The dough is available in no-fail, pre-mixed versions. You might be able to direct her toward this.

DEAR AMY: In your response to "Dissed," the uncle (or aunt) who was asked to officiate at a niece's wedding, you spoke of his "mail-order clerical collar." According to state (or provincial) law, a pastor or justice of the peace is legally allowed to officiate at marriages only in the jurisdiction where he lives and nowhere else.

It requires a lot of time and paperwork to receive legal permission to officiate in another state. One of my best friends, an ordained pastor in Alberta, Canada, had to jump through a lot of hoops, along with lots of time and paperwork, to officiate at his brother's wedding in another province.

"Dissed" had reason to be miffed with this niece. I doubt she knew how much trouble this relative went through to be there for her on that special day.-- Canadian Reader

DEAR READER: "Dissed" didn't mention being a member of the clergy, thus my reference to a "mail-order" collar. It seems to require more paperwork for clergy members to officiate at a wedding than for a civilian to become ordained for this purpose.

Since: Mar 09

Boynton Beach, FL

#2 Oct 20, 2012
L1: Stupid, stupid, stupid. All of you.

L2: I'd be more worried that some of her family members are going to come out of the woodwork and accuse you of stealing from her or taking advantage of her. But I'm cynical like that.

“reign in blood”

Since: May 09

Melrose Park, IL

#3 Oct 20, 2012
1- So you've been leading him on this whole time and now act surprised when he thinks you'd be cool with him living next door? I agree with Amy, tell HIM instead of airing your dirty laundry to all your friends. Tell him if he moves next door, you're telling his wife everything. Washed up hussy.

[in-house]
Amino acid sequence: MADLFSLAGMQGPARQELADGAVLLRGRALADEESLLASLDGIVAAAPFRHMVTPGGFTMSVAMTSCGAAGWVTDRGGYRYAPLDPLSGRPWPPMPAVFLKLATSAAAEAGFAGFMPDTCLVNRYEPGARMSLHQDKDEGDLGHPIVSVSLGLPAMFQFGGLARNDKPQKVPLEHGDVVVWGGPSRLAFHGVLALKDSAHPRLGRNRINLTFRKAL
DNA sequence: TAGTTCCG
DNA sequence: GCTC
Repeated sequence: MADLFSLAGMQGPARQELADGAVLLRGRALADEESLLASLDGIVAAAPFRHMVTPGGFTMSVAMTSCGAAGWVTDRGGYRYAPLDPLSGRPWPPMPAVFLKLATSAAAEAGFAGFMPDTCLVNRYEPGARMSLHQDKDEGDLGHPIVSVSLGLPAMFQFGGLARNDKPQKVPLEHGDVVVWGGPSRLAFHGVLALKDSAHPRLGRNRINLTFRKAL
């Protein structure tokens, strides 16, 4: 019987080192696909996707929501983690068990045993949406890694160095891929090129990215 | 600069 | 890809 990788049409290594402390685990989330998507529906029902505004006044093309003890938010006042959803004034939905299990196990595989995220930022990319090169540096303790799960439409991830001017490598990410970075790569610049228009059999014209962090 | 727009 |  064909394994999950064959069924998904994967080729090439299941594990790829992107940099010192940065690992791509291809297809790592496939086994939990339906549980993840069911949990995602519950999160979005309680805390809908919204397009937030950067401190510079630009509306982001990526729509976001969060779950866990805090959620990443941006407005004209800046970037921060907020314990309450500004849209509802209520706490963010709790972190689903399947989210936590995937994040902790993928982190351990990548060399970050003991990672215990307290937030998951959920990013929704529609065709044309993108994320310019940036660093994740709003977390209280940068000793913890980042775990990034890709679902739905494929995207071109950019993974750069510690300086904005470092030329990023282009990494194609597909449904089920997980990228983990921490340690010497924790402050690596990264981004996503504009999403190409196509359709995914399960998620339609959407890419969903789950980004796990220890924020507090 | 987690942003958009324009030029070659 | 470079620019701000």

2- Yes, the power of using your words.

3- Wah. Do it or don't, quit btching about it.

“...,to wit”

Since: Jun 09

Location hidden

#4 Oct 20, 2012
It occurred to me that if he moved next door, he might feel real possessive and jealous when other guys come in and out of her house. OTOH when his marriage breaks up, they will move away.

Time to say Game Over boy.


“Where is Everyone?”

Since: Jul 12

Location hidden

#5 Oct 20, 2012
L1: Don't feel sorry for you. You knew you got involved with a married man and then remained friends. So what's your beef about him moving next door? Him feeling like he has 2 women now or you wanting to date other guys or that his wife will sure to suspect something? You should have a conversation with him and if that fails you just might have to move. You can't make someone do something, but you can change what you're doing.